Investigating The Informational Geometry Of High Level Perceptual Spaces Using Colour

University of Bristol

The project:

A fully funded (EPSRC) PhD studentship is available at the University of Bristol, UK, to investigate the how the geometry of representations is determined by the nature of the tasks they are used for.

How do we tell how similar two objects are? The nature of similarity is crucial to how we understand the world, and how we generalise to "similar" but not identical situations, but we propose that the nature and geometry of our representations is at least partly determined by what we use them for. If we simply want to discriminate two simultaneously presented coloured patches, then the fundamental limitation is due to photoreceptor noise, and similarity should be (at least partly) determined by how confusable the two patches are in the presence of this noise. Such spaces have been intensively studied, and the powerful techniques of informational geometry have provided insight into the nature of the (low level) representations of space we have. Simple discrimination, though, is not the main use of perceptual signals such as colour, and the nature of the task should also determine the space: if I am simply wanting to discriminate flowers from leaves, then the distance from brown to green should be large (since this is on average discriminatory), whereas that between blue and orange should be short since this discrimination will rarely be important.

The studentship will look at the problem of task dependent representations, how they are learnt, and investigate their characteristics for problems in colour perception. Using the tools provided by information geometry, we will look at both the practical (what colour discriminations are important for given tasks), and the theoretical (how do we characterise the geometry of these spaces). Colour is perfect for this because it is a relatively low dimensional signal, is clearly behaviourally important, but whilst we have a good characterisation of the (receptor based) spaces that characterise simple discrimination, we have a far less good grasp of the representations involved in large colour differences and those used in memory and identification.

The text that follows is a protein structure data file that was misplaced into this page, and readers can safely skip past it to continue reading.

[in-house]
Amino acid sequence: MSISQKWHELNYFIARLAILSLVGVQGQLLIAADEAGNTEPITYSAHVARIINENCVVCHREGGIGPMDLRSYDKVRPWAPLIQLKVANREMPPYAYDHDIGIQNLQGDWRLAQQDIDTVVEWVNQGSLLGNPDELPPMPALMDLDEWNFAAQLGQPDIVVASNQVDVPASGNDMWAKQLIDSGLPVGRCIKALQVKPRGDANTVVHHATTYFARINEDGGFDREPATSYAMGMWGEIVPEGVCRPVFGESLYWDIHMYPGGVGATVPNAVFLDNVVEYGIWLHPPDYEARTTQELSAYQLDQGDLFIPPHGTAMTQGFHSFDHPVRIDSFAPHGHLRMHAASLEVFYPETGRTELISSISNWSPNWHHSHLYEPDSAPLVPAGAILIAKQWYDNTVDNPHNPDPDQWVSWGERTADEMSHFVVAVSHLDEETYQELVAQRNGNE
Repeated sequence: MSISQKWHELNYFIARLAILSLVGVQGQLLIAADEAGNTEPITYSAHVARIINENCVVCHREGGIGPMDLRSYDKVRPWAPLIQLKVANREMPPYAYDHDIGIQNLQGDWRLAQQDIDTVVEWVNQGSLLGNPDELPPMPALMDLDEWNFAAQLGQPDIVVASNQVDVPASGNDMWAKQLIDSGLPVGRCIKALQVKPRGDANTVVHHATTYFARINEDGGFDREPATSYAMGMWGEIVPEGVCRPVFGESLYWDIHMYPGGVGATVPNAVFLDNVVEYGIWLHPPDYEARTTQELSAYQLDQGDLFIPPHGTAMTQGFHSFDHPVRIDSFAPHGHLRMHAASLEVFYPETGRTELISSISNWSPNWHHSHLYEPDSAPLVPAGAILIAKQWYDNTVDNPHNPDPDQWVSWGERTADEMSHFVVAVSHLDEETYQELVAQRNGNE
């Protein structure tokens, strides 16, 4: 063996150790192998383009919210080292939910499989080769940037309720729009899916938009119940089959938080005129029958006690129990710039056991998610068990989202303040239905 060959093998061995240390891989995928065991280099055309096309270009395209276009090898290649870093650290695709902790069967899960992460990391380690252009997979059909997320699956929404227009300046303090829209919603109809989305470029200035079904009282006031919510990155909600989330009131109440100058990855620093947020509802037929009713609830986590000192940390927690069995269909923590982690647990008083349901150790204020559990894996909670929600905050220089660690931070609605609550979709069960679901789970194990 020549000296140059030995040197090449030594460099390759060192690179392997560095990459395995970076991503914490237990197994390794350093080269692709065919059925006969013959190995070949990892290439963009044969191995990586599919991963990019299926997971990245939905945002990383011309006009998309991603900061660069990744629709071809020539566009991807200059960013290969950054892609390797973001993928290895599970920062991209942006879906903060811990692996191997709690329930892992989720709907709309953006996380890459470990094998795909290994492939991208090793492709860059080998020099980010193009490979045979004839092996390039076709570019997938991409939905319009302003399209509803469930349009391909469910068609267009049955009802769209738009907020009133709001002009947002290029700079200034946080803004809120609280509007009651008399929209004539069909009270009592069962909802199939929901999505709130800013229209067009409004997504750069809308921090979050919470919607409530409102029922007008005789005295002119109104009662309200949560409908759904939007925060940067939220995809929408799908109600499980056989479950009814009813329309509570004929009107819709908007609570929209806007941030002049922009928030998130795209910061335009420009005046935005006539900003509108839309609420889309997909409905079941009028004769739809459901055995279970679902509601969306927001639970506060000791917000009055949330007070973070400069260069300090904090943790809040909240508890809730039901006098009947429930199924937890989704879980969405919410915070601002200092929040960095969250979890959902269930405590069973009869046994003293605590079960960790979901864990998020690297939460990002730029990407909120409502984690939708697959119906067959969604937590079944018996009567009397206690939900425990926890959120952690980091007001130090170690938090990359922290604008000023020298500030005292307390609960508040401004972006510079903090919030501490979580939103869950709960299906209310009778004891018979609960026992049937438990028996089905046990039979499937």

The student will be expected to perform empirical experiments, often in naturalistic contexts, together with modelling. Once a basic set of questions has been formulated, the candidate will be able to extend the project in different directions of their choosing.

The candidate would be based in the School of Experimental Psychology at the University of Bristol, but we have strong connections with other Schools within the University.

How to apply:

Please make an online application for this project at http://www.bris.ac.uk/pg-howtoapply. Please select <PhD Experimental Psychology> on the Programme Choice page. You will be prompted to enter details of the studentship in the Funding and Research Details sections of the form.

Candidate requirements: 2.1 honours degree in relevant subject or international equivalent.

Funding: EPSRC Doctoral Training Partnership (DTP)

Please check your eligibility at: https://www.epsrc.ac.uk/skills/students/help/eligibility/

Contacts: n.e.scott-samuel@bristol.ac.uk or roland.baddeley@bristol.ac.uk

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Type / Role:

PhD

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Location(s):

South West England